Election 2012: A Policy-Driven Debate
Obama and Romney spar over jobs, taxes, and the economy
DENVER — Undecided voters got to do some comparative shopping between the two candidates for President at the first of three presidential debates last night.
The brisk back-and-forth between President Barack Obama and former Massachusetts Governor Mitt Romney gave undecided students at the University of Denver something to think about as many of them pondered their first chance to vote in a General Election.
"Most of us don't have a presidential election the first time we get to vote," said Mason Seymore, an anthropology/psychology double major. "It's a lot to put on an 18-year-old, so it's going to take a lot of thought and consideration before I decide."
Candidates and select audience members experienced the debate in the warm comfort of Ritchie Center. Students, meanwhile, braved a newly arrived cold front to watch on giant outdoor screens. Hundreds of students sat on hay bales and huddled under blankets to watch the debate as part of DebateFest on campus.
Moderator Jim Lehrer of PBS NewsHour let the candidates take the lead in a free-form debate format. Questions were broad and focused on domestic issues, ranging from health care to the role of government. But most of the back-and-forth centered on the economy, jobs, and taxes.
Candidates were allowed two minutes each to address a question. They then used the additional 11 minutes in each of six segments to discuss their differences.
Arguing the Specifics
The debate began on a friendly note. President Obama pointed out that he and his wife, Michelle, were celebrating their 20th wedding anniversary that evening. Both spouses were in the audience and greeted each other warmly before the debate began.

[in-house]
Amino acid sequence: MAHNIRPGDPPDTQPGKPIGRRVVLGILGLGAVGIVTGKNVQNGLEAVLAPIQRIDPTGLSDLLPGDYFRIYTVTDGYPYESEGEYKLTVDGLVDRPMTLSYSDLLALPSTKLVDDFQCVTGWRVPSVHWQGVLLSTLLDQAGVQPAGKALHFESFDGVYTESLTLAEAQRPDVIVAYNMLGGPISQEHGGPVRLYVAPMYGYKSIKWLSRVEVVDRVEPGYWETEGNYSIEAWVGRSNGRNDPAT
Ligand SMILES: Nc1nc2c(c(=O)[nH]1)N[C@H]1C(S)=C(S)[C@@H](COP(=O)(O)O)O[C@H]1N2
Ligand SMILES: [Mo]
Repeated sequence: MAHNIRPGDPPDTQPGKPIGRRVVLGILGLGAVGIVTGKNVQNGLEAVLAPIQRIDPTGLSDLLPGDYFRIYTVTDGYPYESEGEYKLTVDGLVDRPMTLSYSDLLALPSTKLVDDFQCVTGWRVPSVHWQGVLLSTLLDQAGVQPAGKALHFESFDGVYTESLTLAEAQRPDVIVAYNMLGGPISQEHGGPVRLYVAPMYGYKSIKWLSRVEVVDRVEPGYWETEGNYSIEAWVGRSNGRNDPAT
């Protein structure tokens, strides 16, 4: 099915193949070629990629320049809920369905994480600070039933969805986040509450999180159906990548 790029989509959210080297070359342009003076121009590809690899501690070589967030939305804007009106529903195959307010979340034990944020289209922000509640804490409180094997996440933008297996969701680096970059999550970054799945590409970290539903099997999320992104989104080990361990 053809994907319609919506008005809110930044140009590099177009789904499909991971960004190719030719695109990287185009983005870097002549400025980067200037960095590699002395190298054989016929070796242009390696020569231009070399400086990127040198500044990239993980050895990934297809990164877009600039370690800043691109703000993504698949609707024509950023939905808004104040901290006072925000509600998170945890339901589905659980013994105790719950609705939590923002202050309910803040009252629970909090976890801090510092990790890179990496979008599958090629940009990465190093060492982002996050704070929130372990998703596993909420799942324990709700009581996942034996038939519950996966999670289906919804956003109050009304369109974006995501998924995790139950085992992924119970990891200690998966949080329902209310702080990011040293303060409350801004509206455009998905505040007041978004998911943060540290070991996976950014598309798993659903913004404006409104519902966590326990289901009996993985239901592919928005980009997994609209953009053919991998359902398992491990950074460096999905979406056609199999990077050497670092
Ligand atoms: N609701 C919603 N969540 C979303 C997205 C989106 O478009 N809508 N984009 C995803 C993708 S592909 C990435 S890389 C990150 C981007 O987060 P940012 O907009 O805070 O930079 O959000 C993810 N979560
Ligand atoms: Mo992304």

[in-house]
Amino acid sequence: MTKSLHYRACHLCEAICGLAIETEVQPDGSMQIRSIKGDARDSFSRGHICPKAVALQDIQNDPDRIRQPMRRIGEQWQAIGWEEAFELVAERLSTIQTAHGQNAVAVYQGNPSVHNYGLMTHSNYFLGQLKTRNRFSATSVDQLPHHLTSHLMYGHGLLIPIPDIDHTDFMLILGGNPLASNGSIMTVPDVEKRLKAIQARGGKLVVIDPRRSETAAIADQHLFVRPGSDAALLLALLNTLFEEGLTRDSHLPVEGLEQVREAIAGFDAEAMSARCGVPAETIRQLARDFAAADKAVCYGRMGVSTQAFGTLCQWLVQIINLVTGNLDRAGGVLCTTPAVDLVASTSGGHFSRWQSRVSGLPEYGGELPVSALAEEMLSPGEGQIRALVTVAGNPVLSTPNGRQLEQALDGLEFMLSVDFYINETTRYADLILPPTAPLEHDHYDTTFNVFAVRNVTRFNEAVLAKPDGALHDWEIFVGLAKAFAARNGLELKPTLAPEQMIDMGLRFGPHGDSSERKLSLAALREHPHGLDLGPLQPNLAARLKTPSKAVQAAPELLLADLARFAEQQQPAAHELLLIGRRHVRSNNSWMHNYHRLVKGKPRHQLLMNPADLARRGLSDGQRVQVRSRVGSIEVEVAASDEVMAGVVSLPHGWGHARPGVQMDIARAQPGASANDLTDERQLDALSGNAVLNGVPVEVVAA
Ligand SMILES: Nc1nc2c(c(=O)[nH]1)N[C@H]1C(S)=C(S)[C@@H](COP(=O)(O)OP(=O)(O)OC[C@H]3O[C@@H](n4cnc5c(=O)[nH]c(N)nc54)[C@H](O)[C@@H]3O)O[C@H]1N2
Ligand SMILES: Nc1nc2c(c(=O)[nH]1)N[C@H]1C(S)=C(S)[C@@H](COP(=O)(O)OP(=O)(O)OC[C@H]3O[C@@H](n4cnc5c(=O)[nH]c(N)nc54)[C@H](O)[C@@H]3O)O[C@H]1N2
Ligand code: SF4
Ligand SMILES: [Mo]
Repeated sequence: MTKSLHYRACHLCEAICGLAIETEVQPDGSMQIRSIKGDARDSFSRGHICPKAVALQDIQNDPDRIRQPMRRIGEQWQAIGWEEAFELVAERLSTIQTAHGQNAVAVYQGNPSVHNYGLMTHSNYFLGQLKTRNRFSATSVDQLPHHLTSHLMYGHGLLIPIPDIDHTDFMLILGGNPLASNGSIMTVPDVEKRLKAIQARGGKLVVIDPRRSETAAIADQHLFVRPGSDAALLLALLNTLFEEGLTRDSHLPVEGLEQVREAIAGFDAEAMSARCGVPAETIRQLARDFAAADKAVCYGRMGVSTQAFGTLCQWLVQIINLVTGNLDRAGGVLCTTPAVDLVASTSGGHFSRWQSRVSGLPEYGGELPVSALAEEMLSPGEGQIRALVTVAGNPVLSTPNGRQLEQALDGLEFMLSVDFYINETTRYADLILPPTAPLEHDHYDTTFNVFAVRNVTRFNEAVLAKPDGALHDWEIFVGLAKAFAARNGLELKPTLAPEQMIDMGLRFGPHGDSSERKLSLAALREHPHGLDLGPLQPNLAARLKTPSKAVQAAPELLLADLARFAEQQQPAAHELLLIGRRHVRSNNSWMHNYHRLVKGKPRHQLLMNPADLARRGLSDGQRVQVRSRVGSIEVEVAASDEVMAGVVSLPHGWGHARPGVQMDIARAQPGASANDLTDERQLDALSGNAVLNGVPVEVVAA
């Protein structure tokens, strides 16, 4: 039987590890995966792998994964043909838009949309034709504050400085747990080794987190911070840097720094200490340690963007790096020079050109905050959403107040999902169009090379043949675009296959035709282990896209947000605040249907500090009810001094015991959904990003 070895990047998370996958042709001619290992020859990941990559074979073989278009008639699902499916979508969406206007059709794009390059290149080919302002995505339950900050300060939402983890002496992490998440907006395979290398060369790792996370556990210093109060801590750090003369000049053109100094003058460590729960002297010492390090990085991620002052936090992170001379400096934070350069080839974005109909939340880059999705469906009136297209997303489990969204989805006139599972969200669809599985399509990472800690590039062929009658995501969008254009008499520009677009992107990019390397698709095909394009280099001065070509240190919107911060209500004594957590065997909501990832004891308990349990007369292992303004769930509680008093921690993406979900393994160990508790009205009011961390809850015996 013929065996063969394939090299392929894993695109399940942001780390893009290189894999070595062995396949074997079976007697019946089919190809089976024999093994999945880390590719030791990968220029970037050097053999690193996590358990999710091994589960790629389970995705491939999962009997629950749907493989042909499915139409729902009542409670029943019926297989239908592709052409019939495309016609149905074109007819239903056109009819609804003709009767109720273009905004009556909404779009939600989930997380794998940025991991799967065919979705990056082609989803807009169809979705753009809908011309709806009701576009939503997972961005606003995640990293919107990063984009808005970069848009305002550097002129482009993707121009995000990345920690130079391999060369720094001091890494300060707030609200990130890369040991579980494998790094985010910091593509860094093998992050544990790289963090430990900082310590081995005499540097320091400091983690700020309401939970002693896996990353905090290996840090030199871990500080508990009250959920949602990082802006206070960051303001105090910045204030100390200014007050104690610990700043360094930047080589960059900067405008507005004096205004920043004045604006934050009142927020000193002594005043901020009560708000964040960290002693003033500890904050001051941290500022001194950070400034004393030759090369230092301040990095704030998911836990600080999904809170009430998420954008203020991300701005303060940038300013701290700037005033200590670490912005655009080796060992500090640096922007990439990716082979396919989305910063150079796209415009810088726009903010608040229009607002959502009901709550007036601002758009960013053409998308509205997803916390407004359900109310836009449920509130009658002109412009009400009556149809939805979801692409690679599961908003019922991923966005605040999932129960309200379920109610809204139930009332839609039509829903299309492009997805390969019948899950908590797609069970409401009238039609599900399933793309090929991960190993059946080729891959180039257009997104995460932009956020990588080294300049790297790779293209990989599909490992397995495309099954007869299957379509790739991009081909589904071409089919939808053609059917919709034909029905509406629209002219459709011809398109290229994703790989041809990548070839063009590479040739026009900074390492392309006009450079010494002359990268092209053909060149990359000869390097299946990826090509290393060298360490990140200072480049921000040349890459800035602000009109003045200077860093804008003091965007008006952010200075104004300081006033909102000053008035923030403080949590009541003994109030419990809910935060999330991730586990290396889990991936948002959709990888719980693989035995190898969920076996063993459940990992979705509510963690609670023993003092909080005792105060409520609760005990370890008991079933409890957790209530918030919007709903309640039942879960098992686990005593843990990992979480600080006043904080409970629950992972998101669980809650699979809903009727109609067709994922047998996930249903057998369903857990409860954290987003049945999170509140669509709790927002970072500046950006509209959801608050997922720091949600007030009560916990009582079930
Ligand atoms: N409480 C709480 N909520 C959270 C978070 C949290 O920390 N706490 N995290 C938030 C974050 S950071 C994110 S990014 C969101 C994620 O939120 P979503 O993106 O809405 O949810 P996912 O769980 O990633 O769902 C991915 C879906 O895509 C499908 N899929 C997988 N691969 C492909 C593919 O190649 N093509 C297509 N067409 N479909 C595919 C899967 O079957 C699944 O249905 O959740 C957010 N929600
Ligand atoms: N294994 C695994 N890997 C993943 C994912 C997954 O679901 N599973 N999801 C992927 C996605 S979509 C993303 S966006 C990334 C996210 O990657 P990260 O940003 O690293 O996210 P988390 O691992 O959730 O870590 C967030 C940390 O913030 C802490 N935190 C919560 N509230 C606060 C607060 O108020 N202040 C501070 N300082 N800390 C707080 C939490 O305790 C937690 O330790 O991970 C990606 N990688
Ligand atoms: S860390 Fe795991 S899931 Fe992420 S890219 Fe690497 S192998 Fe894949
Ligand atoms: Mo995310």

The candidates quickly began quoting numbers and listing specifics in their policy proposals. The debate was one point/counter-point after another.
On the subject of taxes, Obama said Romney was proposing a $5 trillion tax cut for the wealthy that he could not pay for.
"He's been asked over 100 times how he would pay for it without raising revenue," Obama said.
Romney countered that he is not proposing a $5 trillion tax cut. "I would never propose anything that would add to the deficit," he said.
They also disagreed over Medicare and the new health care law now commonly referred to as Obamacare.
"I like that term," Obama said, pointing out that his plan is much like one Romney passed in Massachusetts when he was Governor.
Romney said his plan in Massachusetts worked because it was designed to meet the needs of a specific state. He opposes Obama's plan because "the federal government should not be telling people" how to handle their health care.
Voters Still Undecided
So who won the first debate of the season? Students outside the debate hall debated that question after the candidates gave their closing statements.
"The President seemed to be more specific with his points," said engineering major Irene Wilson, 19.
"Romney had some really good points," said Katrine Aucmeiusi, a 19-year-old international business major. "He was good at countering Obama's arguments."
"Romney had some good points, but the numbers don't add up," said Alycia Everitt, 19, an engineering major.
"I don't think there was a winner or a loser," said Wilson. "Both got good points across. They did a really good job explaining the topics."
Still undecided, these students said they would be watching the next two debates just as carefully.
The next presidential debate will be held on Tuesday, October 16, in Hempstead, New York. But before Obama and Romney meet again, their running mates get a chance to debate. The vice presidential debate will be held on Thursday, October 11, in Danville, Kentucky. The final presidential debate will be held on October 22 in Boca Raton, Florida.
Kid Reporters will be covering those debates, so stay tuned to the Scholastic News Election 2012 website for their stories!
Scholastic News Kid Reporters are on the campaign trail! Keep up with latest election news on the Election 2012 website.
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